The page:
For many people, procrastination is a strong urge that can derail even the simplest tasks. It’s tempting to put off writing a paper or paying bills or taking care of something important and instead check Facebook or turn on the television.
Here & Now‘s Jeremy Hobson talks with Carleton University psychology professor Tim Pychyl (@procrastwitate) about why procrastination is such a common problem, and how we can stop doing it.
“Well there’s lot of kinds of delay, and procrastination is one form of delay. It’s an irrational form of delay because it’s a voluntary delay of an intended act, even though we figure — all things considered, the world’s not perfect — we figure we’ll probably be worse off for it, so it’s a self-defeating delay. There’s really no upside to it. … We can all remember a time we procrastinated and it paid off, and we hang onto that like gold because we wanna use that to fuel the self-deception that really is at the heart of procrastination. So, yes, procrastination can pay, but it’s usually harmful.”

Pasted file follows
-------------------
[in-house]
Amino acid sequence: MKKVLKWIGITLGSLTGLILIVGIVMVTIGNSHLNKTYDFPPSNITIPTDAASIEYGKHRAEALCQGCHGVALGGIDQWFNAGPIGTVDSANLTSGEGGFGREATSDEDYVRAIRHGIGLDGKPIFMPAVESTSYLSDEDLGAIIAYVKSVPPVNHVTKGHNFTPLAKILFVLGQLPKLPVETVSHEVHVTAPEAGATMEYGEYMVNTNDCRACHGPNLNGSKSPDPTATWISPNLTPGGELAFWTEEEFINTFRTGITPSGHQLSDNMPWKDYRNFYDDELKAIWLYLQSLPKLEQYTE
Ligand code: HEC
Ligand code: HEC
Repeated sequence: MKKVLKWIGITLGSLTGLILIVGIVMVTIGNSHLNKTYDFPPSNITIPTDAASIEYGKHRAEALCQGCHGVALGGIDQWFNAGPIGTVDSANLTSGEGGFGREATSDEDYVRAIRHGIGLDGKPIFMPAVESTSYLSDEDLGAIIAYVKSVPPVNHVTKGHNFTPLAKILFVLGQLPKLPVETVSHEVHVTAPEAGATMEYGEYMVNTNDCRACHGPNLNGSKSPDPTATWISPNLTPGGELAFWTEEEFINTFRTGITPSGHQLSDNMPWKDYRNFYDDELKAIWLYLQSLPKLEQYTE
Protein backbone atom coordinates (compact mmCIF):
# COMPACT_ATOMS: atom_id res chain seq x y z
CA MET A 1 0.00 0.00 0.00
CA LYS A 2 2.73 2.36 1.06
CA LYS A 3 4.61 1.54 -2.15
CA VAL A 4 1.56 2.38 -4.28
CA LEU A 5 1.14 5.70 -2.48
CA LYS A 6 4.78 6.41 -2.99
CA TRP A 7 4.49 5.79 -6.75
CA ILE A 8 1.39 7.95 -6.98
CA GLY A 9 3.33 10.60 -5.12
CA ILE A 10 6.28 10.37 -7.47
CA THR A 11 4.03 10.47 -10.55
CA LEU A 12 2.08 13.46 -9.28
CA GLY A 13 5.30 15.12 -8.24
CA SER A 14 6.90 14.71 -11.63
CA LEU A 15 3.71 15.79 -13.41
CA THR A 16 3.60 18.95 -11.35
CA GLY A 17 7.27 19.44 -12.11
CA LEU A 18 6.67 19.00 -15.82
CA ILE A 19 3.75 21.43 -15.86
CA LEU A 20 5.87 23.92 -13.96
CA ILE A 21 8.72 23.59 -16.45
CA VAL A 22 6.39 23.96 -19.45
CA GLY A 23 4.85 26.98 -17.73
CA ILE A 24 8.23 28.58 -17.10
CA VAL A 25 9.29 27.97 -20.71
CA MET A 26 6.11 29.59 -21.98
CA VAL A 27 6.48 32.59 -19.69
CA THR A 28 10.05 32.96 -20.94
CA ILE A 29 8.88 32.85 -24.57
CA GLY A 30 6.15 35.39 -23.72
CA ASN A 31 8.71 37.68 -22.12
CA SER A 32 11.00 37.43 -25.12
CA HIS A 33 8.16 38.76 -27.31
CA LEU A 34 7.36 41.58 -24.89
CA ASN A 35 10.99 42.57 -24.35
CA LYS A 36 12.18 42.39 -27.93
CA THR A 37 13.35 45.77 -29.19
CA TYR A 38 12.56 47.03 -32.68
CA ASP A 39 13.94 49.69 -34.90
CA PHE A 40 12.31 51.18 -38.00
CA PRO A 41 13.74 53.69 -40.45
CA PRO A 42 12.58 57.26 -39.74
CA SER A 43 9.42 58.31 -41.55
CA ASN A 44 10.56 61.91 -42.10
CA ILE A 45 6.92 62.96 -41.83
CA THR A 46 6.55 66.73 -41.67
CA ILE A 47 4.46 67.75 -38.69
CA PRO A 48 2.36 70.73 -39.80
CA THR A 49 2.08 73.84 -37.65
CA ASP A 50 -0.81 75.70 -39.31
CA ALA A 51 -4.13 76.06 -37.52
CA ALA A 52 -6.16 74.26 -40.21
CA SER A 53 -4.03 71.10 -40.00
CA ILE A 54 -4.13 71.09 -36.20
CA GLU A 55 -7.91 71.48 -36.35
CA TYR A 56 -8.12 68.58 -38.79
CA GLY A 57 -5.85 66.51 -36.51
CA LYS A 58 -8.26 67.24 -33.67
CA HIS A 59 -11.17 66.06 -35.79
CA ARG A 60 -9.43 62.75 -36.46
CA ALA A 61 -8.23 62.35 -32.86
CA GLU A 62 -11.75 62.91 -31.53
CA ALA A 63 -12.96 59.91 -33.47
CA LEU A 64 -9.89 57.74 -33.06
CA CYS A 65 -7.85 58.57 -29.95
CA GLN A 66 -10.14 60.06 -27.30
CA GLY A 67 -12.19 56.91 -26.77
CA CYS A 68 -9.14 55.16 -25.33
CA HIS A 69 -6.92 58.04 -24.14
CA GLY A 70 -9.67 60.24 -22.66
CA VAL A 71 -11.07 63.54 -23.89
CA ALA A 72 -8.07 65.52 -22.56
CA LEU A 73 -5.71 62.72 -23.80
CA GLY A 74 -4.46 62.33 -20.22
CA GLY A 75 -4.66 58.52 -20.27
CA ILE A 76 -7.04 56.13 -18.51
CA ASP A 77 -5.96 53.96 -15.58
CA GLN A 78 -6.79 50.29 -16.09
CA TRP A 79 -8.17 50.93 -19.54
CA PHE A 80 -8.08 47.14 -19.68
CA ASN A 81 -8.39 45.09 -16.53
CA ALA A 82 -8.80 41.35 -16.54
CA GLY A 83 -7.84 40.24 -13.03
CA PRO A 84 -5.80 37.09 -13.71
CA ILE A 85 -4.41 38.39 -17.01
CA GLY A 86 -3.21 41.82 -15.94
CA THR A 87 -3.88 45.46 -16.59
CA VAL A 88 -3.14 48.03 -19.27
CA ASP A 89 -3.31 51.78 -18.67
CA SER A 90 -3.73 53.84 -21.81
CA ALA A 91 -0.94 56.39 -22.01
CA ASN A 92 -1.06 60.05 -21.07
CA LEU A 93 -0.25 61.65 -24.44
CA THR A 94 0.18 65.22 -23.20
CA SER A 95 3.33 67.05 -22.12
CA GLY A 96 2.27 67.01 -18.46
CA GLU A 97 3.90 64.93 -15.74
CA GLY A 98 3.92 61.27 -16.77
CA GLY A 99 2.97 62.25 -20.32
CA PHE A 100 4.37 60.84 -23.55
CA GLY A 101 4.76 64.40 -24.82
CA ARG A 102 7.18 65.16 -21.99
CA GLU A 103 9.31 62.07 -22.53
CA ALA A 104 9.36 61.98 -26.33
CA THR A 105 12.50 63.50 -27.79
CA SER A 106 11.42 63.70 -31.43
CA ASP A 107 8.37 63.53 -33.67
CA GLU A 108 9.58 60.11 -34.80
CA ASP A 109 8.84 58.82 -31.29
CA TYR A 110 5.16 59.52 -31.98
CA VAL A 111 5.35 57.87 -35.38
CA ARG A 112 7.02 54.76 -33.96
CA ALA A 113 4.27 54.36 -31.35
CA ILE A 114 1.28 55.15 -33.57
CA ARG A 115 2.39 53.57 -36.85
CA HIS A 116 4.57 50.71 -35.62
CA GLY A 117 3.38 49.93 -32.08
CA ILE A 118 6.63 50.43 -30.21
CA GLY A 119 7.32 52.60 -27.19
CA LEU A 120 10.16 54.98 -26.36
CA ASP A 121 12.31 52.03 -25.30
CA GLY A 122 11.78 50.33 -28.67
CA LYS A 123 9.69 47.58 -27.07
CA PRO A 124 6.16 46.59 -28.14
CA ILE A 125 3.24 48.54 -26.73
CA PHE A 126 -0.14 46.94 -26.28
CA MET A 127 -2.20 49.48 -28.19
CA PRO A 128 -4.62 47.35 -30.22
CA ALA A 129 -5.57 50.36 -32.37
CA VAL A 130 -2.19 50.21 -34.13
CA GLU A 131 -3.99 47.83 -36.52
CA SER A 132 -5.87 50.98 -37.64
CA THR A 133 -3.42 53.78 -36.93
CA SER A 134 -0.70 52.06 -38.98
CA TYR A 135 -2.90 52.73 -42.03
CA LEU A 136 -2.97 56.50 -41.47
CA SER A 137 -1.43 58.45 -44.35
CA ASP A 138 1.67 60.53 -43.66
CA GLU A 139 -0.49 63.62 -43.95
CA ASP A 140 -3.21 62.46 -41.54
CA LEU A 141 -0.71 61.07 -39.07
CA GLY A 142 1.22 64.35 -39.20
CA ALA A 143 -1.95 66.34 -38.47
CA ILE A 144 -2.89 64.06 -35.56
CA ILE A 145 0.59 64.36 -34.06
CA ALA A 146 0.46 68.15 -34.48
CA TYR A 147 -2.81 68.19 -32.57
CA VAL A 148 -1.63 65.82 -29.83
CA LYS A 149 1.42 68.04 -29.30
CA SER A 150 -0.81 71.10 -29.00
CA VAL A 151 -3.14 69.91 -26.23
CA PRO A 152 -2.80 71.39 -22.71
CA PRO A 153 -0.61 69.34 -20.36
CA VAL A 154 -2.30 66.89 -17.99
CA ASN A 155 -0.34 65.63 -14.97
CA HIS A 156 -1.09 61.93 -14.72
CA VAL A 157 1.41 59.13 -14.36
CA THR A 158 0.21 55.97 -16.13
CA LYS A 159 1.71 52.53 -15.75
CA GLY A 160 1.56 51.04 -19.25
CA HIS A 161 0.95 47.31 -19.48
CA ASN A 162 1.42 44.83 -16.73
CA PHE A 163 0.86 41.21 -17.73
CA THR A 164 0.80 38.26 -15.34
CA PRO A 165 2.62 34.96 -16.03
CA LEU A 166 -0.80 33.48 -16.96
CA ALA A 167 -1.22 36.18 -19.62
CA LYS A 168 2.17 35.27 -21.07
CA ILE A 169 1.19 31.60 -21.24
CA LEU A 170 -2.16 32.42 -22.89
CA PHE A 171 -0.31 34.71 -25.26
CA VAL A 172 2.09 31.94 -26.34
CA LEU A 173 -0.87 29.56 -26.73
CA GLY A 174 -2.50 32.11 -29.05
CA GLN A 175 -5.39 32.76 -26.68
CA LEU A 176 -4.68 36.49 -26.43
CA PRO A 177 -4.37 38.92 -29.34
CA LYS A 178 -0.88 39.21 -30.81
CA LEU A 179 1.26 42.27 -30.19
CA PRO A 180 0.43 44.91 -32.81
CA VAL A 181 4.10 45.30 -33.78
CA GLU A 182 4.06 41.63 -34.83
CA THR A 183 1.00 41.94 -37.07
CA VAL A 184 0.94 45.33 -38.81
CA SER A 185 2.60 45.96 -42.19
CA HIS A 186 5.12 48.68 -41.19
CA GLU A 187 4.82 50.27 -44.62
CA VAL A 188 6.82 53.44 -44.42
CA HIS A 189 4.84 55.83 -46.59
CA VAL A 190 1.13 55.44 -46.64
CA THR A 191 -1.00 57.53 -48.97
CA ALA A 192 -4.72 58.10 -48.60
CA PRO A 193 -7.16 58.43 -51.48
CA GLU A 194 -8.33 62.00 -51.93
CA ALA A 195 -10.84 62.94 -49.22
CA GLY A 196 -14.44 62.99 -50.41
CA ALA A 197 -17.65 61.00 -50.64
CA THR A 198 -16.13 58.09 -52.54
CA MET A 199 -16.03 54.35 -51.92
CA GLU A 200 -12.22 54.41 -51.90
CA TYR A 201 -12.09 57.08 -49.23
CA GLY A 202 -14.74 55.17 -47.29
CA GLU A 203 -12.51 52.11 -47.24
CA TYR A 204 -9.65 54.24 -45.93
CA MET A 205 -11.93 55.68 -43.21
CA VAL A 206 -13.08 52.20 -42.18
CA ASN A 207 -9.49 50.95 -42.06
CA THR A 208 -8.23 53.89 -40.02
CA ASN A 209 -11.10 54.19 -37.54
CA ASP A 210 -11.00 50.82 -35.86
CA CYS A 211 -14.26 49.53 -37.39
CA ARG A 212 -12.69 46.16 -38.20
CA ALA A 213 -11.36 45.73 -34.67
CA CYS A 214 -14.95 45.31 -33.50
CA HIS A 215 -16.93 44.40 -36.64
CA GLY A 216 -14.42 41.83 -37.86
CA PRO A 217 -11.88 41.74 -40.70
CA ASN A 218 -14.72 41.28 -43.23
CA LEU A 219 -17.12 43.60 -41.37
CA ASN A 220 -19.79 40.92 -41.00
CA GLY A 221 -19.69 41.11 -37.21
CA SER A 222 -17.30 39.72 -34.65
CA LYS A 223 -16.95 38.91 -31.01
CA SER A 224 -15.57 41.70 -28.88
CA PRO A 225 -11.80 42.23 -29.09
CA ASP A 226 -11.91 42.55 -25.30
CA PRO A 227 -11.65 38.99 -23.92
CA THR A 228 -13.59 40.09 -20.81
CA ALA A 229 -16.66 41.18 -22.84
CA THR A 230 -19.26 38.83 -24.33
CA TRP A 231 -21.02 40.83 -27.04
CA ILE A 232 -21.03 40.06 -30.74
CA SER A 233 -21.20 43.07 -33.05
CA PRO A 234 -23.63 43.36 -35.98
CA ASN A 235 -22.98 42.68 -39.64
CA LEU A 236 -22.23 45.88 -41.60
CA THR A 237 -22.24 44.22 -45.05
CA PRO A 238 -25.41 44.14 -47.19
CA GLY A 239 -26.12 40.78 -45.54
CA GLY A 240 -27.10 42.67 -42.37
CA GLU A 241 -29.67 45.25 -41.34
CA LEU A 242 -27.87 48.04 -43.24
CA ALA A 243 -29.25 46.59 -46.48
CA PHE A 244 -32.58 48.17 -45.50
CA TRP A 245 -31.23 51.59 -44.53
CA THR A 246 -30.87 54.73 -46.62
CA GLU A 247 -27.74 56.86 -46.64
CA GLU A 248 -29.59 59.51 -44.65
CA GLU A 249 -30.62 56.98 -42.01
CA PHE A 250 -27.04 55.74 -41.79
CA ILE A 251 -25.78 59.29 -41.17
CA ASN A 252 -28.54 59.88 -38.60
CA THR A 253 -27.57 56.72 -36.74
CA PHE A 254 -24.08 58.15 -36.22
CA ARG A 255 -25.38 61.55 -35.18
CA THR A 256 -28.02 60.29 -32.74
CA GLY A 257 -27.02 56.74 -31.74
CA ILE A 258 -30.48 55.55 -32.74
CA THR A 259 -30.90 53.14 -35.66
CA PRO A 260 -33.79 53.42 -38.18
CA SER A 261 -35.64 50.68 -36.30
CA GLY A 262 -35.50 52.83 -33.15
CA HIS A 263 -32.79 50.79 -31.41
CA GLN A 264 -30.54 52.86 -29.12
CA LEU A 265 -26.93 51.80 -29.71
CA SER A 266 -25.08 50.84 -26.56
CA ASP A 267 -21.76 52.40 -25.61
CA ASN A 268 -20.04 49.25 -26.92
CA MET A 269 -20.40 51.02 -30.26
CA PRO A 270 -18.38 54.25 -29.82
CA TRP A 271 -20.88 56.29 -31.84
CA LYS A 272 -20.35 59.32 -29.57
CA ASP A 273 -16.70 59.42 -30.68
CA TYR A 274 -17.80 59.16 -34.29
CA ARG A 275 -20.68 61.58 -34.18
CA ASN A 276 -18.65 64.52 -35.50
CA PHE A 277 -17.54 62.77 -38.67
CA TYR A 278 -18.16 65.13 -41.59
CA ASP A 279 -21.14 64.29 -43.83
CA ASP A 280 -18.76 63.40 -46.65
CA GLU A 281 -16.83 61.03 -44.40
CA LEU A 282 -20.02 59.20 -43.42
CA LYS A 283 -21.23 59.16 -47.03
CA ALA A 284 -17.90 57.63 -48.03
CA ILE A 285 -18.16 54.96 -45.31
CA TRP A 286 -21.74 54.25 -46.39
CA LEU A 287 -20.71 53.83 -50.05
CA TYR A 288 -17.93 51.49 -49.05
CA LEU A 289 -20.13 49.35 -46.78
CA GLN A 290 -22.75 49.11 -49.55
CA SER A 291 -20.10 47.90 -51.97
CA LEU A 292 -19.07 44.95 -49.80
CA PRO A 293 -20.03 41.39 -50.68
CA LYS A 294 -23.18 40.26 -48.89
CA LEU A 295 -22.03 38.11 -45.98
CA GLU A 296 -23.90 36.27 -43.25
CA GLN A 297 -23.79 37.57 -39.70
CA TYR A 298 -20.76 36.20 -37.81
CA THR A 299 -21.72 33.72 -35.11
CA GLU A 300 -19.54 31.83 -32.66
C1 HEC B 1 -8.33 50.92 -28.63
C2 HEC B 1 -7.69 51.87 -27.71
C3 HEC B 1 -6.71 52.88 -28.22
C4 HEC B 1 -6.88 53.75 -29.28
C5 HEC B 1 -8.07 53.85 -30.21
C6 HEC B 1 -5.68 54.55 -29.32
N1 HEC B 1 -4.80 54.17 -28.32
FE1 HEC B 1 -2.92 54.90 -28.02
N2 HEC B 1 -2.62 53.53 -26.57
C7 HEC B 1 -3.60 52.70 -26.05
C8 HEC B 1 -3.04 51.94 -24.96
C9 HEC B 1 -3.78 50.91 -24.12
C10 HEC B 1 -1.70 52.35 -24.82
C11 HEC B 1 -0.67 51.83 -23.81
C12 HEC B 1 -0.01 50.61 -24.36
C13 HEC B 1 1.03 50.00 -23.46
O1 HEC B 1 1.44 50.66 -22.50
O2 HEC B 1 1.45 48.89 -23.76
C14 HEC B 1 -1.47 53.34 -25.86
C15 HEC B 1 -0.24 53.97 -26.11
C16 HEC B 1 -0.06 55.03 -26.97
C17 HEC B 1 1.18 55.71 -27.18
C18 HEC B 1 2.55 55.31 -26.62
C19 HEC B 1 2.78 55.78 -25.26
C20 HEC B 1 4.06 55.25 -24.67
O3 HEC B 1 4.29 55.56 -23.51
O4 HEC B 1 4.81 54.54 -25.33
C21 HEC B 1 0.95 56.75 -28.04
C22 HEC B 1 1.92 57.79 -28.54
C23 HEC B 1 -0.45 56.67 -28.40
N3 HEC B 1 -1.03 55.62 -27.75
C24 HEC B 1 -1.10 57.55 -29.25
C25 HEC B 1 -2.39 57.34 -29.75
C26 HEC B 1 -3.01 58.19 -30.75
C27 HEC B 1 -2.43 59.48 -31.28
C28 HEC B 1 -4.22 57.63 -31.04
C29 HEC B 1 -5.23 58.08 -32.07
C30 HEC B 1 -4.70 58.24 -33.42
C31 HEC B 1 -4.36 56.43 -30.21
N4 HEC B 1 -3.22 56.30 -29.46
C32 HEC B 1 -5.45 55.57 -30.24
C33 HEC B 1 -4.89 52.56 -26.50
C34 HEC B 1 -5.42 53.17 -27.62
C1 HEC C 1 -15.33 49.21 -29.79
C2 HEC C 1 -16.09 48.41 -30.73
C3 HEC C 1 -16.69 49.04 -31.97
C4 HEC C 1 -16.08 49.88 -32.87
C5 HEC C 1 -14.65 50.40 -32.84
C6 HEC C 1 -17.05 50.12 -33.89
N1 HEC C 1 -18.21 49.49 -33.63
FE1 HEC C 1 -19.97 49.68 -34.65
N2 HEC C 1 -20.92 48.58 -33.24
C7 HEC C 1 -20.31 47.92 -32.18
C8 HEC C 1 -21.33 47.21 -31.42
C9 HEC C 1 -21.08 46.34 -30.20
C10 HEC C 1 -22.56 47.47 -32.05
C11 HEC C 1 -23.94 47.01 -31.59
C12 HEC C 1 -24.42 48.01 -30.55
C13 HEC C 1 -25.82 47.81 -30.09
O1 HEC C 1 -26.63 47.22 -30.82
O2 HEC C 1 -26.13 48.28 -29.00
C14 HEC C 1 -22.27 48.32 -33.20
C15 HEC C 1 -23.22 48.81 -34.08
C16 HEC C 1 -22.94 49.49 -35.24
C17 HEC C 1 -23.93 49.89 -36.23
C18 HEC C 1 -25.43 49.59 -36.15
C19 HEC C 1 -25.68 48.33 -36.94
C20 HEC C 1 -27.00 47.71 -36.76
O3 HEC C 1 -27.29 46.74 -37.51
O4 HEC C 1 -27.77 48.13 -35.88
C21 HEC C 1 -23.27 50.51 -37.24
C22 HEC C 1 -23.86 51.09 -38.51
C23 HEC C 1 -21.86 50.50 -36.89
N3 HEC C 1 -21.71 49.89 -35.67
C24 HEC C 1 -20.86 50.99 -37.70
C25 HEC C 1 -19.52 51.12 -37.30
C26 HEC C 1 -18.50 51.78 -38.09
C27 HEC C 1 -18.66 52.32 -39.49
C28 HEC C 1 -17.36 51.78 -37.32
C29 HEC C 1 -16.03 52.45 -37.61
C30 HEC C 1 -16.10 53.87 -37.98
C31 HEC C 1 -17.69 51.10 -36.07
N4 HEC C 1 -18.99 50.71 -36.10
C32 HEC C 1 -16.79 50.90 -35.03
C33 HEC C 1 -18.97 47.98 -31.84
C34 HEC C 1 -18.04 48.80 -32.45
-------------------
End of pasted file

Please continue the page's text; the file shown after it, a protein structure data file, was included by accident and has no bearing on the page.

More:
Read the whole story: wbur